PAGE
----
the home of cult football
As holders of the Olympic title and the fact that 1930 marked its 100 years of independence,
it was appropriate to choose Uruguay to host the first World Cup tournament.
The ball used in the final was a great debate, rumour has it that for the first half a ball from
Uruguay was used and then for the second half Argentina had the rights and chose one of theirs.
Centenario was the venue of the first ever world cup final. The no-frills bowl was home to 10 of the
18 matches, including all three knockout contests, earning its place in history as a "temple of football"
(so called by Jules Rimet himself). It's still the national stadium today, with a ferocious atmosphere, as
anyone who witnessed the recent play-off battles with Australia will testify.
De Las Casas of Peru has the unwanted accolade of being the first ever person sent off at a world cup
tournament, in their match against the USA.
Every game had at least one goal scored in it, some as many as eight.
France met Mexico in the opening match and duly thrashed them 4-1.
The number of games totalled at eighteen, and the number of goals scored was an impressive 66.
Averaging over 3 goals per game.
Hat-trick confusion. There still seems to be a difference of opinion on who scored the tournament's
first ever hat-trick. Whilst FIFA and a number of other sources give America's Bertram Patenaude
the honour of having scored the first World Cup hat trick (17 July 1930, against Paraguay),
others insist it was Guillermo Stabile of Argentina, with three goals two days later against Mexico.
The isolation of many of the top European teams was due to the distance that had to be travelled.
Even though the Uruguayan government was willing to pay expenses, many refused to travel.
The Jules Rimet trophy or "Victoire Aux Ailes d'Or" trophy, was made for the winners.
A statuette 30cm high, made of solid gold and weighing 4 kg, it was the daddy of all trophies.
King Carol of Romania gave his players three months off from their jobs and a guarantee that
they would be re-employed on their return, as well as granting amnesty to suspended players.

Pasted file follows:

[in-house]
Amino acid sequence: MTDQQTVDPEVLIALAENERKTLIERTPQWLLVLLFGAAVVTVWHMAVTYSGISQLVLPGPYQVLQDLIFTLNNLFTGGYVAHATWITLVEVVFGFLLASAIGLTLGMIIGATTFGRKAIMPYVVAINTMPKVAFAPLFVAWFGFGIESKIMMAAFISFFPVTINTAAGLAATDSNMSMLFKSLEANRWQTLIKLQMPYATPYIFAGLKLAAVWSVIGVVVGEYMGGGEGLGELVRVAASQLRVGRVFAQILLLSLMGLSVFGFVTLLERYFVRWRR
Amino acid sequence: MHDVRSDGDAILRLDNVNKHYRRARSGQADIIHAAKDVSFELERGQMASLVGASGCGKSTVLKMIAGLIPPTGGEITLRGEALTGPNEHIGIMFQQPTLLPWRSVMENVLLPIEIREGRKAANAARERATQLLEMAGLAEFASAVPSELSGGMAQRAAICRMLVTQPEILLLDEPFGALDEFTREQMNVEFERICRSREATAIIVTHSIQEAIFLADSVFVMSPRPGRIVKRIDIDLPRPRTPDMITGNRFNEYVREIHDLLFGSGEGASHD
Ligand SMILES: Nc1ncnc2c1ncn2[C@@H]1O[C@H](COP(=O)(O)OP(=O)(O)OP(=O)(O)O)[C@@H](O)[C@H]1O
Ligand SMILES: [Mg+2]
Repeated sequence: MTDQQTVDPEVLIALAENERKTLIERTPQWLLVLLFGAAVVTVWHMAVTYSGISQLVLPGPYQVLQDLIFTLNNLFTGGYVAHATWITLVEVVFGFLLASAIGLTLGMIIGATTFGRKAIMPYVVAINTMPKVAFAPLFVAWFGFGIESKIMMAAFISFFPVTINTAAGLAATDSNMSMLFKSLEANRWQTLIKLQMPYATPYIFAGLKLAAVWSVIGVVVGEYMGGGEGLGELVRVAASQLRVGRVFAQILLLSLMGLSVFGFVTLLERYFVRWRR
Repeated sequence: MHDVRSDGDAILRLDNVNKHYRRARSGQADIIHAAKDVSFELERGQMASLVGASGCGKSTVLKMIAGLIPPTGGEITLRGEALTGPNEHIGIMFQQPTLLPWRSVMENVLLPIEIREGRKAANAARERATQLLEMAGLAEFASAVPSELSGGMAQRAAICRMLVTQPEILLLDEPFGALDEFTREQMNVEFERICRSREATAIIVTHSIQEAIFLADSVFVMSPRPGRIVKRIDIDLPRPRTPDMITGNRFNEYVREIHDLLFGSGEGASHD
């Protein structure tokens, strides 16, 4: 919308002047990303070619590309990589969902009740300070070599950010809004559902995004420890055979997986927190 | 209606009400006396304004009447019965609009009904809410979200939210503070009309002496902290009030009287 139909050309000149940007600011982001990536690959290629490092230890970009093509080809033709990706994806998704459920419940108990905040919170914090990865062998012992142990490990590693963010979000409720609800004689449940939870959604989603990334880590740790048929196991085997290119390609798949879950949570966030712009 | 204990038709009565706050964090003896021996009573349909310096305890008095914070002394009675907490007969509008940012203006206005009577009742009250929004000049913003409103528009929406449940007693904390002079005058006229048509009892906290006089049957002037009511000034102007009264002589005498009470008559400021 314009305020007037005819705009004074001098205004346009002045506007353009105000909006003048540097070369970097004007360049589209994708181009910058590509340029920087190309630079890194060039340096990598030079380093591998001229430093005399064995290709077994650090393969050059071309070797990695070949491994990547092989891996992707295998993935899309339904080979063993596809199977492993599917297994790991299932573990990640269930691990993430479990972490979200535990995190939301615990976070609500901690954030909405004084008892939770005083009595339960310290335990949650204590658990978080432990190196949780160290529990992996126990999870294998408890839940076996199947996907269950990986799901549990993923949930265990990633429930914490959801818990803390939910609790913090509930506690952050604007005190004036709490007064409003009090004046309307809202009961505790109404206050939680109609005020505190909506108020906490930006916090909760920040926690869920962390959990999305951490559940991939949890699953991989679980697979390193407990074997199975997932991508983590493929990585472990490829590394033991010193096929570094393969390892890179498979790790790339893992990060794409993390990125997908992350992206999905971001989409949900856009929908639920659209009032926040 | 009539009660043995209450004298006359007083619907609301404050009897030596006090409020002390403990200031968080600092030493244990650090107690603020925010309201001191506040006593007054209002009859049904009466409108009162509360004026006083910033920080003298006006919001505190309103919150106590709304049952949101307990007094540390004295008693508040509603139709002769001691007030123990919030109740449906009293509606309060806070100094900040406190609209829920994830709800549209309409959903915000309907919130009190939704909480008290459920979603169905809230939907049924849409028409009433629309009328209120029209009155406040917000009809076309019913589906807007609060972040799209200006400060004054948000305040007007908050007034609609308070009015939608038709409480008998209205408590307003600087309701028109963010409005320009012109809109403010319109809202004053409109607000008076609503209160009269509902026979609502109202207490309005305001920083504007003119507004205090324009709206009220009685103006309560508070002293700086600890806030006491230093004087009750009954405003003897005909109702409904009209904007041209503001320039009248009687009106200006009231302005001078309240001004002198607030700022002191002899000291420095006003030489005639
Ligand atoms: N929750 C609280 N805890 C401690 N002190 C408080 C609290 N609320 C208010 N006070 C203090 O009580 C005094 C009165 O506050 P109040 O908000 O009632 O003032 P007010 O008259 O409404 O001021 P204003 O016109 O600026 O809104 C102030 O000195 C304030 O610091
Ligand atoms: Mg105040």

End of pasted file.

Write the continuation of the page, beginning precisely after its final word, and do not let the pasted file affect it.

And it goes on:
Oh yes, and he also appointed himself as coach.
Lombardi of Uruguay was the referee of the first ever tournament fixture.
Montevideo was the venue for all the games, with its three stadiums (Centenario, Pocitos
and Parque Central). Celebrations in Montevideo went on for several days and nights and the day
after the famous victory, the 31 July, was proclaimed a national holiday.
Uruguayan captain Jose Nazassi was the first man to hold aloft the Jules Rimet trophy.
The organizer of the inaugural world cup was one Hugo Meisl, an Austrian who also created
the Mitropa Cup.
Pablo Dorado has the enviable record of being the first ever scorer in a world cup final.
Qualification. For the first ever World Cup there were no qualifying rounds -
participation was by invitation only. 12 said yes, the rest is history.
The referee for the final was a Belgian named Langenus.
Guillermo Stabile of Argentina was the tournament's top scorer with 8 goals, thus becoming the first
winner of the Golden Shoe/Boot award.
The thirtieth of July 1930 is a date every football fan should know - the date of the first
World Cup final.
Uruguay were the first nation to hold the world cup and also its first winners.
The first final was contested by the hosts and their neighbours Argentina.
After trailing 2-1 at the interval, Uruguay went on to prevail 4-2 and thus won the cup
which had been designed by French sculptor Abel Lafleur.
The voyage to Uruguay from Europe was a long and tedious journey.
Belgium, France, Yugoslavia and Romania, set sail on 21 June 1930 from Villefranche-Sur-Mer with the
liner "Conte Verde" reaching Rio de Janeiro on 29 June, where they picked up the Brazilian squad
and arrived in Montevideo on the 4th July.
Why no England?
Moaning about having to play in the same tournament as countries they went to war against, and arguing
with FIFA over the definition of 'professional footballer', led to England's footballing wilderness.
They wouldn't compete in the competition for another 20 years.
The final XI's... |
Uruguay: Ballesteros, Nasazzi, Mascherano, Andrade, Gestido, Fernandez, Dorado(1), Scarone, Castro(1), Cea(1), Irearte(1)
Argentina: Botasso, Della Torre, Paternoster, Evaristo J, Monti, Saurez, Peucelle(1), Varallo, Stabile(1), Ferreyra, Evaristo M.
Yugoslavia have the distinction of being the first European team to reach the semi finals.
Zumelzu of Argentina was the first player to score a penalty; he actually scored 2 v Mexico. Mexico's M Rosas also scored 2 penalties also. Great game.